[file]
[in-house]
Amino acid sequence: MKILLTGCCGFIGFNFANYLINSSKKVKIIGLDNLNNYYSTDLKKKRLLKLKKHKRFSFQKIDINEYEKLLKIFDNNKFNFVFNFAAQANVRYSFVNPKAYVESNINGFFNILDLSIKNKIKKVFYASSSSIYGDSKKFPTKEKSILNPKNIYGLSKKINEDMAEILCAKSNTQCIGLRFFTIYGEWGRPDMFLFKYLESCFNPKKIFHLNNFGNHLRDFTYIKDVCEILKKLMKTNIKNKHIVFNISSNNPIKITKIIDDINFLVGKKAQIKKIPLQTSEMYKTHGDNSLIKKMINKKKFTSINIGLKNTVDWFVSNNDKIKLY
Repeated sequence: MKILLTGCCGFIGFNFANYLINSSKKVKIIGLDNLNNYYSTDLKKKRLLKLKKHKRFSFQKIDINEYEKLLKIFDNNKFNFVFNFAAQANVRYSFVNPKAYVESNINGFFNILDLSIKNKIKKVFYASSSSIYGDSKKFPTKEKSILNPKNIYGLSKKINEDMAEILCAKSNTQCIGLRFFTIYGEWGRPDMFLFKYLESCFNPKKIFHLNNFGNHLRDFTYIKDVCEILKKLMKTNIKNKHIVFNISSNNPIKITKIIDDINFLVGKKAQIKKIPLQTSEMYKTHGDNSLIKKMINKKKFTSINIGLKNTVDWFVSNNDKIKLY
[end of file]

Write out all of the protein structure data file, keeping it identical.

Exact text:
[in-house]
Amino acid sequence: MKILLTGCCGFIGFNFANYLINSSKKVKIIGLDNLNNYYSTDLKKKRLLKLKKHKRFSFQKIDINEYEKLLKIFDNNKFNFVFNFAAQANVRYSFVNPKAYVESNINGFFNILDLSIKNKIKKVFYASSSSIYGDSKKFPTKEKSILNPKNIYGLSKKINEDMAEILCAKSNTQCIGLRFFTIYGEWGRPDMFLFKYLESCFNPKKIFHLNNFGNHLRDFTYIKDVCEILKKLMKTNIKNKHIVFNISSNNPIKITKIIDDINFLVGKKAQIKKIPLQTSEMYKTHGDNSLIKKMINKKKFTSINIGLKNTVDWFVSNNDKIKLY
Repeated sequence: MKILLTGCCGFIGFNFANYLINSSKKVKIIGLDNLNNYYSTDLKKKRLLKLKKHKRFSFQKIDINEYEKLLKIFDNNKFNFVFNFAAQANVRYSFVNPKAYVESNINGFFNILDLSIKNKIKKVFYASSSSIYGDSKKFPTKEKSILNPKNIYGLSKKINEDMAEILCAKSNTQCIGLRFFTIYGEWGRPDMFLFKYLESCFNPKKIFHLNNFGNHLRDFTYIKDVCEILKKLMKTNIKNKHIVFNISSNNPIKITKIIDDINFLVGKKAQIKKIPLQTSEMYKTHGDNSLIKKMINKKKFTSINIGLKNTVDWFVSNNDKIKLY